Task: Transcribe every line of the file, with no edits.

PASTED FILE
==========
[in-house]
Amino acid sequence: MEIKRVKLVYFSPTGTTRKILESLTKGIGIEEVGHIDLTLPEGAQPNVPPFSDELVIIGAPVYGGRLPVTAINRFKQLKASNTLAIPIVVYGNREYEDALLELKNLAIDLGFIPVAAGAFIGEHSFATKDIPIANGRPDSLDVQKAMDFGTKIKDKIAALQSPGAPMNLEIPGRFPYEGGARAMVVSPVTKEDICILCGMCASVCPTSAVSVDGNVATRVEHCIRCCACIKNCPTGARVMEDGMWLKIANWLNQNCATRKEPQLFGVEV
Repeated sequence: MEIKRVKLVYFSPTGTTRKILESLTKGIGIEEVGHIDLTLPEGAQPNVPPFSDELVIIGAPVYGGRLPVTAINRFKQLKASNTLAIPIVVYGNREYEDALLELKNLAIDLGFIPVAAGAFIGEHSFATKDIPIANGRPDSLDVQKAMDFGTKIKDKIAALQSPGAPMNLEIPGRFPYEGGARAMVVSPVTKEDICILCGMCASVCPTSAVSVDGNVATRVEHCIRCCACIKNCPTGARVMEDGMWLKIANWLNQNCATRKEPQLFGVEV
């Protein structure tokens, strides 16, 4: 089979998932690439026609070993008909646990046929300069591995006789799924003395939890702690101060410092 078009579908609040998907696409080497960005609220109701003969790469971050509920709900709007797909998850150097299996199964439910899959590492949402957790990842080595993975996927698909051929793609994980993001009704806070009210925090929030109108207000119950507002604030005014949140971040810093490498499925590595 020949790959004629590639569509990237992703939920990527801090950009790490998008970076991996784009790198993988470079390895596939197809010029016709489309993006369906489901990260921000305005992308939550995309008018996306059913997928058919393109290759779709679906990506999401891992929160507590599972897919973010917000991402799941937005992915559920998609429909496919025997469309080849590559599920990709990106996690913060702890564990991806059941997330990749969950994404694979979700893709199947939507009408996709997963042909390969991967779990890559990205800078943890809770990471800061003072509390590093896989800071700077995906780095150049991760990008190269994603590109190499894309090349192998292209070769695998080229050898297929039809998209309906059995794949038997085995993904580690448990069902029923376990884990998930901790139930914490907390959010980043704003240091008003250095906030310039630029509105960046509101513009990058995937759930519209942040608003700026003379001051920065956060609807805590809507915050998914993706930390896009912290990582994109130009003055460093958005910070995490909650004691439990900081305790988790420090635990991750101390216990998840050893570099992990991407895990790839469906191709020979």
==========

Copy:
[in-house]
Amino acid sequence: MEIKRVKLVYFSPTGTTRKILESLTKGIGIEEVGHIDLTLPEGAQPNVPPFSDELVIIGAPVYGGRLPVTAINRFKQLKASNTLAIPIVVYGNREYEDALLELKNLAIDLGFIPVAAGAFIGEHSFATKDIPIANGRPDSLDVQKAMDFGTKIKDKIAALQSPGAPMNLEIPGRFPYEGGARAMVVSPVTKEDICILCGMCASVCPTSAVSVDGNVATRVEHCIRCCACIKNCPTGARVMEDGMWLKIANWLNQNCATRKEPQLFGVEV
Repeated sequence: MEIKRVKLVYFSPTGTTRKILESLTKGIGIEEVGHIDLTLPEGAQPNVPPFSDELVIIGAPVYGGRLPVTAINRFKQLKASNTLAIPIVVYGNREYEDALLELKNLAIDLGFIPVAAGAFIGEHSFATKDIPIANGRPDSLDVQKAMDFGTKIKDKIAALQSPGAPMNLEIPGRFPYEGGARAMVVSPVTKEDICILCGMCASVCPTSAVSVDGNVATRVEHCIRCCACIKNCPTGARVMEDGMWLKIANWLNQNCATRKEPQLFGVEV
């Protein structure tokens, strides 16, 4: 089979998932690439026609070993008909646990046929300069591995006789799924003395939890702690101060410092 078009579908609040998907696409080497960005609220109701003969790469971050509920709900709007797909998850150097299996199964439910899959590492949402957790990842080595993975996927698909051929793609994980993001009704806070009210925090929030109108207000119950507002604030005014949140971040810093490498499925590595 020949790959004629590639569509990237992703939920990527801090950009790490998008970076991996784009790198993988470079390895596939197809010029016709489309993006369906489901990260921000305005992308939550995309008018996306059913997928058919393109290759779709679906990506999401891992929160507590599972897919973010917000991402799941937005992915559920998609429909496919025997469309080849590559599920990709990106996690913060702890564990991806059941997330990749969950994404694979979700893709199947939507009408996709997963042909390969991967779990890559990205800078943890809770990471800061003072509390590093896989800071700077995906780095150049991760990008190269994603590109190499894309090349192998292209070769695998080229050898297929039809998209309906059995794949038997085995993904580690448990069902029923376990884990998930901790139930914490907390959010980043704003240091008003250095906030310039630029509105960046509101513009990058995937759930519209942040608003700026003379001051920065956060609807805590809507915050998914993706930390896009912290990582994109130009003055460093958005910070995490909650004691439990900081305790988790420090635990991750101390216990998840050893570099992990991407895990790839469906191709020979």